I realized through a lot of career soul-searching that I’ve never uttered those words. To me, this can be a red flag.
You haven’t asked the right questions before writing that check.
Examples at companies are numerous and abundant. Call centers, for example, take repeat calls from customers every day, but they don’t know they are repeats. Their transaction-based cultures focus on helping that one customer get back on track (which is important), but rarely does they ask, “Why did my customer have to call?” or “Why didn’t that function work?” or “I wonder if that same thing is happening to other customers?” Just on to the next call, track your average handle time and try to lower it, and ensure you have enough staff waiting to take the next call so your customers don’t have to wait. Or maybe your teams are working on too many things, and you haven’t asked the difficult questions about relative priorities or implemented the concepts of constraints (only x hours of work can be done by a fixed team, so prioritize what you need the team to work on and ask teams to stop working on work that does not add as much value).
Sometimes those transactions are not even tracked, so you have no chance at even mining the CRM or service management data for trends and patterns. So, when call volumes climb, the go-to seems to be “We need more staff.”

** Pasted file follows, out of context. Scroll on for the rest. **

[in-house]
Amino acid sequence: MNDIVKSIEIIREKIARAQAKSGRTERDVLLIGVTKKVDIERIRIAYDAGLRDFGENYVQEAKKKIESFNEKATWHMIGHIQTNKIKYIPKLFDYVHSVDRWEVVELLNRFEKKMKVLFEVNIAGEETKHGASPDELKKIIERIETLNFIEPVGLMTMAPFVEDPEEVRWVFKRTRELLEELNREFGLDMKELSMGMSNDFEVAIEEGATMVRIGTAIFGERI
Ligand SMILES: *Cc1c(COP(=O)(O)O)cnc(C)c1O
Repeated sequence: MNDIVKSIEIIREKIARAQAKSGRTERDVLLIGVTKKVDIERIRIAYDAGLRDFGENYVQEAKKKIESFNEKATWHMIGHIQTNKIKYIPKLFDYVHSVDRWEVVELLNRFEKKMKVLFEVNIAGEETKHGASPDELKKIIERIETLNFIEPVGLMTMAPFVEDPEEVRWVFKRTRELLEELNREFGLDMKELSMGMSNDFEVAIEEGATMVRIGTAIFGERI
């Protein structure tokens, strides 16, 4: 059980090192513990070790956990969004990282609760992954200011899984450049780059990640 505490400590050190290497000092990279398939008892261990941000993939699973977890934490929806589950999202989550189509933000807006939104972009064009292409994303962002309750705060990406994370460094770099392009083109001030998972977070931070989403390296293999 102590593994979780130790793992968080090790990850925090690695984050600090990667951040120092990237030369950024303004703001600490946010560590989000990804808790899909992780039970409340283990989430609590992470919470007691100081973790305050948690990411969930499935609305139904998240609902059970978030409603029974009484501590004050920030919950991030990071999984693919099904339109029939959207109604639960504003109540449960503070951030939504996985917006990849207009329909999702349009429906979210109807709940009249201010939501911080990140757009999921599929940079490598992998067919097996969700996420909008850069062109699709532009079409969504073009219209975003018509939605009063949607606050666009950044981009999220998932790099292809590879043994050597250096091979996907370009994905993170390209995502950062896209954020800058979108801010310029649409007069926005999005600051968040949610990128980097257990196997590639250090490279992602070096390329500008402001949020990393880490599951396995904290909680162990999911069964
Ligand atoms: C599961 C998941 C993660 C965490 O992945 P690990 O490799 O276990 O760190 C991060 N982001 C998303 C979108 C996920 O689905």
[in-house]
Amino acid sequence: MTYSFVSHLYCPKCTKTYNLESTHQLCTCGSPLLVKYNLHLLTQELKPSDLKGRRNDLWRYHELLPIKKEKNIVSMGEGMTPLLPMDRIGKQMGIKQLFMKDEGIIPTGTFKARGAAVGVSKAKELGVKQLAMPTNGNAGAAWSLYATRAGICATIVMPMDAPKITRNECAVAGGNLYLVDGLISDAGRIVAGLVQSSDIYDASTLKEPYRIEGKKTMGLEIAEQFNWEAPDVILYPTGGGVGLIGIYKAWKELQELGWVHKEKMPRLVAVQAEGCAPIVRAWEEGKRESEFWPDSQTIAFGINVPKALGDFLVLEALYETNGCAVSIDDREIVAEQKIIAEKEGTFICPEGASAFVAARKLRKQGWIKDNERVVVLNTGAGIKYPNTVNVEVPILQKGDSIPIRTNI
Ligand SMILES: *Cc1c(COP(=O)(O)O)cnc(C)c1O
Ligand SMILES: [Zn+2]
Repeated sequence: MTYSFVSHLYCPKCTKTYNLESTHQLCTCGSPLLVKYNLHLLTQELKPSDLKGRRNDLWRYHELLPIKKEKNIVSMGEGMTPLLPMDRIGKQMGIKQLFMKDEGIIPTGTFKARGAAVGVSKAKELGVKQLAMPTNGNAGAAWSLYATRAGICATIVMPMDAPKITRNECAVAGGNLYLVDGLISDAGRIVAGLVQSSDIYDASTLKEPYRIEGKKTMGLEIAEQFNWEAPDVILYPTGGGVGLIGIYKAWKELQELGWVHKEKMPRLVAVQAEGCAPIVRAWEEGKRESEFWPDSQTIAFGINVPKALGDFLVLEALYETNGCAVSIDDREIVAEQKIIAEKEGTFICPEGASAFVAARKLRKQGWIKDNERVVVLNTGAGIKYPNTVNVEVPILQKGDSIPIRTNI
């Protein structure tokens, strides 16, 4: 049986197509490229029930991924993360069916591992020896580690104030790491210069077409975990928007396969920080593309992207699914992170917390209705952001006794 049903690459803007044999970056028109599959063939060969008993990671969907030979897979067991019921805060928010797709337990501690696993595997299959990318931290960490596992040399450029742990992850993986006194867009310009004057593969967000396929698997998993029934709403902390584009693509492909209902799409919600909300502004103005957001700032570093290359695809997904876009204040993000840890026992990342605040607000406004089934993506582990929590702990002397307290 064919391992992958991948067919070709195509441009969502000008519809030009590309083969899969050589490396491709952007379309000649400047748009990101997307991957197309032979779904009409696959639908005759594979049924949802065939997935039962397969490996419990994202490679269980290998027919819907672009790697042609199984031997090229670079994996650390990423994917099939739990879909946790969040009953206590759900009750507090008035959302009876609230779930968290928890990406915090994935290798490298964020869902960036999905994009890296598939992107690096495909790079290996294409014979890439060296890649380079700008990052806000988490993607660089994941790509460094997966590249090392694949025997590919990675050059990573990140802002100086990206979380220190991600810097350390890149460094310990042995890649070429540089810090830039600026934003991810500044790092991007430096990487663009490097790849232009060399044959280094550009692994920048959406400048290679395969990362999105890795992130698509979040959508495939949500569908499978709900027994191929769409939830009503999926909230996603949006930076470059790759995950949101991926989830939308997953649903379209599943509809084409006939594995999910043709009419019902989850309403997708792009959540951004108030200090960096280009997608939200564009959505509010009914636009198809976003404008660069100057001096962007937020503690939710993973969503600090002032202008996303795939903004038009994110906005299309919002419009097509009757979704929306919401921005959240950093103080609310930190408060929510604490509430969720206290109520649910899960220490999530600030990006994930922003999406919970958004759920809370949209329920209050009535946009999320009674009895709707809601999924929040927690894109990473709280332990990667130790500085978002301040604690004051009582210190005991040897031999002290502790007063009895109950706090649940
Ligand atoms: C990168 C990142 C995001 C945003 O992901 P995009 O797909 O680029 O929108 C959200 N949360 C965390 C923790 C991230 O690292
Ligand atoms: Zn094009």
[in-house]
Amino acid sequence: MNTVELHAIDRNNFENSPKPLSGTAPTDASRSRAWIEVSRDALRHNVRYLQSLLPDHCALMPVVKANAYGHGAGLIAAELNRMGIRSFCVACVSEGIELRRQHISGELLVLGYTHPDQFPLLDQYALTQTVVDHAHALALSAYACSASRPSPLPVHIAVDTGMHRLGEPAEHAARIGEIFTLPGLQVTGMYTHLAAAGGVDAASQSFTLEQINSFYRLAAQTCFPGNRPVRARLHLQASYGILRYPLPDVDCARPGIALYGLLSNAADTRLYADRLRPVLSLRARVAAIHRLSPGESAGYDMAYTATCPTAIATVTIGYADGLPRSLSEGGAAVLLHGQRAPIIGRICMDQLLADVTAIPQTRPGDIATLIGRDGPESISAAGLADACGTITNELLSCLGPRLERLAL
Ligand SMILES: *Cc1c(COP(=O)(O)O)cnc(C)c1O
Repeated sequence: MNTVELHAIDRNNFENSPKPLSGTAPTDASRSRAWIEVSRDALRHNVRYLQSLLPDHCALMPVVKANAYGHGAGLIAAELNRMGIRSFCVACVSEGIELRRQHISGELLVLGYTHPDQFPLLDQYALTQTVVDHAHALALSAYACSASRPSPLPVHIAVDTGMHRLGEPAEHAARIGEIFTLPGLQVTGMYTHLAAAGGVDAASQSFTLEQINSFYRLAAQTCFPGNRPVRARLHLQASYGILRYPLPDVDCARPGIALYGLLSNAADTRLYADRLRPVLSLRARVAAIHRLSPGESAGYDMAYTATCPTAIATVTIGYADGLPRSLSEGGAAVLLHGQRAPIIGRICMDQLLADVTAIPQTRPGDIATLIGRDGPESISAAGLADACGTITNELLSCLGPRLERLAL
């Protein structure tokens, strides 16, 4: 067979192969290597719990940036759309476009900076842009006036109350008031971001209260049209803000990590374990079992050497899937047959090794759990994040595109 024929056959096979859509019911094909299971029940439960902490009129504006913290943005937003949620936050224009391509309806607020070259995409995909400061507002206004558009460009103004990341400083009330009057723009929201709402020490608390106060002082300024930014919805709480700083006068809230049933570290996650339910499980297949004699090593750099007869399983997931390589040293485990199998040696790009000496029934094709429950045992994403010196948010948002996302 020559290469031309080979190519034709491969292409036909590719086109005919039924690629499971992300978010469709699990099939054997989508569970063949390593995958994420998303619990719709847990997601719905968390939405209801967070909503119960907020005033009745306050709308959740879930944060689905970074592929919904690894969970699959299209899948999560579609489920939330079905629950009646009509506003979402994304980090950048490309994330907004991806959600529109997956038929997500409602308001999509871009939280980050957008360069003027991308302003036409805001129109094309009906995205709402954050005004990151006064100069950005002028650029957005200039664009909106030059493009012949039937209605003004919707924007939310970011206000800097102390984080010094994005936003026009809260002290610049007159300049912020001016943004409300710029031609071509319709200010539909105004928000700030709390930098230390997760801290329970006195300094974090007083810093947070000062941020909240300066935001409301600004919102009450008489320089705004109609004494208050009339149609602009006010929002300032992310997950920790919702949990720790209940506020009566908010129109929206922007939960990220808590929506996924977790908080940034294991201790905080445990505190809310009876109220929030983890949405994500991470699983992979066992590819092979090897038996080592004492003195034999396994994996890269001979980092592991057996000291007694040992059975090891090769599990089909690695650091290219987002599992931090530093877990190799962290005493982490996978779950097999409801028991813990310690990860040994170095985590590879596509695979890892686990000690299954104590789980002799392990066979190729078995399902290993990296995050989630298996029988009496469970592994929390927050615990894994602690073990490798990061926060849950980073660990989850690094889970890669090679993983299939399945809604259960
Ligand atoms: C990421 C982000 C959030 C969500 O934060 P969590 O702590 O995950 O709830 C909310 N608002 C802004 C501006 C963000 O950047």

When contemplating whether or not to add, or not to add, (that is the question) Leadership must first ask what work those teams are doing that could be eliminated, automated, or dealt with in a different way.
By asking those questions, it forces the teams to dig deeper to identify improvement candidates and get them implemented.
I often tell people to treat their job and role as if they were the owner of the company, and it was their personal money being spent. Typically, this orientation proves the point—that we can get lazy in our critical thinking and problem solving when writing a check can take care of the short-term pain. But through this re-orientation, often times improvement ideas can be identified easily and implemented. All you had to do is ask a few questions.
Great article. As I was reading it I was reminded of one of Steven Covey’s 7 habits, “Sharpen The Saw.” Here is one link to the habit https://www.franklincovey.com/the-7-habits/habit-7.html.
Thanks for sharing!